This all stems from MOQs,[12] the minimum order quantity requirements for recycled plastic manufacturers. These MOQs make recyclable plastic hader to access for emerging brands.[13] As brands start out, their order quantities are almost always too small to meet manufacturers’ demands, which leaves them relying on manufacturers that don’t use recycled plastic.

This is why most plastic isn't recycled[14] into packaging. Even major companies like Pepsi use less than 10% of recycled plastic[15] in their bottles. Today, most of the plastic that's recycled is also turned into synthetic fabric. Because these cheap fabrics have a higher demand than recycled containers, this increases MOQs at plastic recycling factories—increasing the struggle for small businesses.

At LUXE Botanics it’s our mission to be 100% transparent about all our packaging materials. We use a combination of paper, glass, steel, aluminium and recyclable plastics. The glass we select is purposefully clear, and plastics clear and white, because they are commonly recycled by most city councils around the world. It is harder to recycle coloured or frosted glass and coloured plastics (especially black). Importantly, we list the materials that make up every component of our packaging so that you have a go-to list for recycling as well tips to help your waste management team [16].


  1. There's More to Recycling Than Separating Your Waste

You work hard to ensure your recyclables don’t end up in landfills. Separating trash seems like such a simple task. Unfortunately it’s not.

It turns out that several types of plastic aren’t recyclable[17]. The same goes for metals, paper, and sometimes even the color of the glass. If that's too much to keep up with, Waste Management[18] has created an easy-to-follow guide. Any time you’re wondering if you can recycle something, give their list a review.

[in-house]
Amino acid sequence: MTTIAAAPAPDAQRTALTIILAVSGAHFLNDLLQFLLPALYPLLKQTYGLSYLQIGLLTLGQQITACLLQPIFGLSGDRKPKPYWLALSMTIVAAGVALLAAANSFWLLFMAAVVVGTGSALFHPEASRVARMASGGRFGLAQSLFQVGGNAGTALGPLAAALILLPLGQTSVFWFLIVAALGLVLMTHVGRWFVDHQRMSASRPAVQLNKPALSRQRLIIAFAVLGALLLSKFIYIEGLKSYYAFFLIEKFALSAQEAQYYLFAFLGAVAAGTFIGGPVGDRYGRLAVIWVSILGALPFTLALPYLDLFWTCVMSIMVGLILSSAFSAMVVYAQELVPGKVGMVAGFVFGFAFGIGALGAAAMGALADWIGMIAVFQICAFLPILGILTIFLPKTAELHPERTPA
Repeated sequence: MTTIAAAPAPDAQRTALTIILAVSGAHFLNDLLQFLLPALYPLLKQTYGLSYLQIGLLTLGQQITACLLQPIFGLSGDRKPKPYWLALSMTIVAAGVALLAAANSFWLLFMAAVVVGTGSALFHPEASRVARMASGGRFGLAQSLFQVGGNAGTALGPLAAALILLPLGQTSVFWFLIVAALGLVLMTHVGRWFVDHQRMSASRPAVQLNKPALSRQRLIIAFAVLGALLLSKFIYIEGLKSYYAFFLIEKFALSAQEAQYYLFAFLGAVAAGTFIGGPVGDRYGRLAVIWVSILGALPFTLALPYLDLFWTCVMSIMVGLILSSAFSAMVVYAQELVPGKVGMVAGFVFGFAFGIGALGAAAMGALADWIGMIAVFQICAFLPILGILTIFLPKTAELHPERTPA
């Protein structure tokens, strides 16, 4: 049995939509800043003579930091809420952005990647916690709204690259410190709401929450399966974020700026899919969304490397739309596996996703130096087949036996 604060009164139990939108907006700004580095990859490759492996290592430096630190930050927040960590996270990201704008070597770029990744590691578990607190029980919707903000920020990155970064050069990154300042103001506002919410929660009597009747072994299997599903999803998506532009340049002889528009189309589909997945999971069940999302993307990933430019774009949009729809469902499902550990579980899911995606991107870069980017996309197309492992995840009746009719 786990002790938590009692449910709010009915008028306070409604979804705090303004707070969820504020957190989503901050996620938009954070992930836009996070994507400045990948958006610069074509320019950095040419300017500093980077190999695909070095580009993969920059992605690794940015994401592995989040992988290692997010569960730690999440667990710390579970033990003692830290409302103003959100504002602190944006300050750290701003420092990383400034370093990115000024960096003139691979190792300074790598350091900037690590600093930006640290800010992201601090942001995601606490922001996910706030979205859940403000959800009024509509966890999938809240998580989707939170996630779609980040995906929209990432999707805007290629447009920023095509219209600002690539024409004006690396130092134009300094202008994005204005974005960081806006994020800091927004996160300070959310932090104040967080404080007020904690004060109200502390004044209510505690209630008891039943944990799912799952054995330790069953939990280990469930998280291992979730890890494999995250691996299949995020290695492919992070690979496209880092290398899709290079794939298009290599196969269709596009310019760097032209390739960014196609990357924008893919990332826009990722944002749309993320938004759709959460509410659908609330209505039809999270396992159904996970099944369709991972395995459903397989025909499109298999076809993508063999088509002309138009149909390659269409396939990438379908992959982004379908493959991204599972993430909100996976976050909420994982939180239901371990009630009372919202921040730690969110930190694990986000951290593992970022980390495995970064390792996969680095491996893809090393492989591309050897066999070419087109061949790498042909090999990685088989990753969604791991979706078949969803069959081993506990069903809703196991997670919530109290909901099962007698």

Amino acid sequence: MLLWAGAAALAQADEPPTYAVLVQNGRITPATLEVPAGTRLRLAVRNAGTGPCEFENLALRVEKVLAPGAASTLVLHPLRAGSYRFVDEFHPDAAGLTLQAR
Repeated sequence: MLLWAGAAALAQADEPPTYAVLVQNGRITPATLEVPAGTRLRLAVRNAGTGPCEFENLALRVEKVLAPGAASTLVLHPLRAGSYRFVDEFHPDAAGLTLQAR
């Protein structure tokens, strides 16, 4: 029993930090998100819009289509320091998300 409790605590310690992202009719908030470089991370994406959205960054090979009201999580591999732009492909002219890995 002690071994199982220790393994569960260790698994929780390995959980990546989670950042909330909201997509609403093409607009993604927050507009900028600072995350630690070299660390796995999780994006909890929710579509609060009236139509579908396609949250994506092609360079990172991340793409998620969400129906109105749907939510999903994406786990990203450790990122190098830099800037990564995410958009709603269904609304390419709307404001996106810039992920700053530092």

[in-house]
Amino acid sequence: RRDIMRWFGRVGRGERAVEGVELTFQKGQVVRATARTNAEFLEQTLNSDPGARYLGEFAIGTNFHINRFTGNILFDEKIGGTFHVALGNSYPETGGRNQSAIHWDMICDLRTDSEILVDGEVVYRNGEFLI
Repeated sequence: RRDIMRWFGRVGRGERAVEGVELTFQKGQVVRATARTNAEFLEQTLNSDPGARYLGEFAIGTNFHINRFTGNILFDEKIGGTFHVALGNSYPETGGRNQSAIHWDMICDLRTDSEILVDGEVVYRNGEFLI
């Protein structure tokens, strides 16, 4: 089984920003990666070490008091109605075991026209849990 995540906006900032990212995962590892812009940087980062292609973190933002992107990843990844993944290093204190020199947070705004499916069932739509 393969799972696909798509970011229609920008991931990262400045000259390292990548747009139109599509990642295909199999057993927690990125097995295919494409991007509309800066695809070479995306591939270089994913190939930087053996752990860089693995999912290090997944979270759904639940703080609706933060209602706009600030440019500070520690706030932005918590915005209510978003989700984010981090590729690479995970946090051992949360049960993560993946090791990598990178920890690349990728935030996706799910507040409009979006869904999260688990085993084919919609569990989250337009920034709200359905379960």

After you’ve determined that your trash is recyclable make sure it’s clean and you separated. Recycling bins are clearly marked for each different material to make things easier on you. Anything contaminated with food or other mystery items goes to the landfill, wasting all your effort.


  1. What Are Brands Doing to Reduce Waste?

In 2018 there was a change in corporations' efforts to manage waste and think green. Outrage began to build over the number of straws littering our oceans. In response, Australian scientists surveyed American coastlines for plastic straw debris. They estimated that between 437 million and 8.3 billion plastic straws are littering the world’s coastlines.

When a nine-year-old boy in America heard about the problem, he wanted to find out just how many straws we use daily. He called the largest straw manufacturers to get their estimates. That's how he came to the number 500 million. That’s 500 million straws used daily by Americans. It's no wonder cities started straw bans all over the country[19]. Starbucks responded by promising to drop straws from every store[20] by 2020. Nike began making shoes from plastic waste[21] recovered from the ocean.

This trend hit the beauty industry with major companies starting mail-in rebate programs, allowing customers to mail back empty containers for rewards. LUXE Botanics looked to see how we could be apart of the solution. While we perfect our waste reduction, we’ve created a customer rebate system. When you take pictures of your empty LUXE containers (photos must show serial number and each washed out component separated into the appropriate bin), we incentivise you to do your bit by offering a 20% discount off your next purchase.

You may have heard of The Loop program which also launched this year. It aims to end single-use containers.[22] Pepsi, Nestle, and Unilever have collaborated to create a service akin to the old-fashioned milkman. Participants have their favourite products delivered to them in reusable containers. Once the container is empty they schedule a pickup and delivery. Loop takes away the empty container leaving behind a full one. Loop cleans the containers, and the parent companies refill them. It’s a brand-new program only launching in four cities in its first year. If you happen to live in the right areas of Paris, New York, New Jersey, or Pennsylvania, it’s worth checking out!

  1. How Some Solutions Just Create More Problems